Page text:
Poets logo


The Woodworker

By Claire IbarraPublished 8 months ago 1 min read

My grandfather was a woodworker. I grew up in his old house with its pine-paneled walls, warped oak floors, surrounded by towering, twisted trees. My childhood was permeated with the scent of forest. We lived in sunny Orange County. Our home sat low and dark like a shadow in the bright, clean suburb. The carport had piles of lumber, two by fours, and mounds of scrap, which my grandfather used to repair, refinish, and restore.

His rough hands were a chisel and file. “You must become the wood to know what it is meant to be,” he told us kids with a whispered reverence. A table with a Lazy Susan, a chair, a framed mirror on the wall which my grandmother used to admire herself as she passed by. That was before she walked out on her husband and eight children. I never knew her. “Teak, mahogany, oak, maple, cedar, there are as many kinds of wood as there are people,” grandfather always said.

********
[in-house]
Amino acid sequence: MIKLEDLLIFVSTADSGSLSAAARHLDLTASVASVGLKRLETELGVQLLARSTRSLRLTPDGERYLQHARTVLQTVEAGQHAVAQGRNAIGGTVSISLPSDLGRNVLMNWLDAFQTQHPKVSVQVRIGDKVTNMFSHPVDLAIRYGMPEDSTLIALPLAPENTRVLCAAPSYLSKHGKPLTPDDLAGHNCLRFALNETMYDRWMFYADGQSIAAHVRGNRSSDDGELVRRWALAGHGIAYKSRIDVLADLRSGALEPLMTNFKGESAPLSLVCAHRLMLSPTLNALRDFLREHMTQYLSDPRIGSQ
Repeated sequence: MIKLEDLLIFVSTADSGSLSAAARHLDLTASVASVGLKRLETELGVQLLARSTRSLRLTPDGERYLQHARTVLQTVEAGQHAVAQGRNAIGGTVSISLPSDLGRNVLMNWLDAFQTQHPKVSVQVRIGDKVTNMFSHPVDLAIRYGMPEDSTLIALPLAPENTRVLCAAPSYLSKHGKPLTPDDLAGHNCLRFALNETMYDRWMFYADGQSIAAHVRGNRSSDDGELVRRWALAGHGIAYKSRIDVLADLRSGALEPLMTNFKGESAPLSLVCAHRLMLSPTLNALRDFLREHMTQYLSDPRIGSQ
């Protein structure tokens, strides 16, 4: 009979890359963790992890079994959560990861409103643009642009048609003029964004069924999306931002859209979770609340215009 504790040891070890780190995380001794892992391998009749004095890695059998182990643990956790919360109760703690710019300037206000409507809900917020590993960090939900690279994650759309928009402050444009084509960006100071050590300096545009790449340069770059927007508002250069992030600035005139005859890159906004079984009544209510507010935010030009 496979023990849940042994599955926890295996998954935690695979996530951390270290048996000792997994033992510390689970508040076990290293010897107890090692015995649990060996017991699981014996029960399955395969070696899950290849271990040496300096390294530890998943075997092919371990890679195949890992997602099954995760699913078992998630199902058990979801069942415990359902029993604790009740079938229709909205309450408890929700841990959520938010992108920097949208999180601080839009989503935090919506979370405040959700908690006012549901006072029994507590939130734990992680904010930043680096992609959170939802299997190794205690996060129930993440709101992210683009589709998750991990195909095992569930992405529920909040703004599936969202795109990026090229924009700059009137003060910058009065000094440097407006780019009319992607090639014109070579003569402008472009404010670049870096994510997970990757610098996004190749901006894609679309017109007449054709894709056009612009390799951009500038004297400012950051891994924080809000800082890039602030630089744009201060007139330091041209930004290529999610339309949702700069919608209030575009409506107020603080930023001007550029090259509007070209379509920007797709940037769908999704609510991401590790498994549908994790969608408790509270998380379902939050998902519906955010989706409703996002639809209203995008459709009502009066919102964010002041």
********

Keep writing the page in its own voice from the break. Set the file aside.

On Sundays, he was up at five a.m. The swap meet was a carnival, where he collected other people’s junk, carrying it through the dusty lot in a cardboard box. He brought my mother crates of tangerines, Captain Crunch for us kids. “Don’t work against the grain. Hardness and fragility vary.” Beveled edges and biting sweet stains, he rubbed at the dark knots of the wood in vain. He whittled a new heart out of a scrap of wood.


About the Creator

Claire Ibarra

Claire is the author of Fragile Saints, a novel published by Adelaide Books in 2021. Claire’s poetry chapbook Vortex of Our Affections was published by Finishing Line Press in 2017.

Reader insights

Be the first to share your insights about this piece.

How does it work?

Add your insights


There are no comments for this story

Be the first to respond and start the conversation.

Sign in to comment

    Find us on social media

    Miscellaneous links

    • Explore
    • Contact
    • Privacy Policy
    • Terms of Use
    • Support

    © 2023 Creatd, Inc. All Rights Reserved.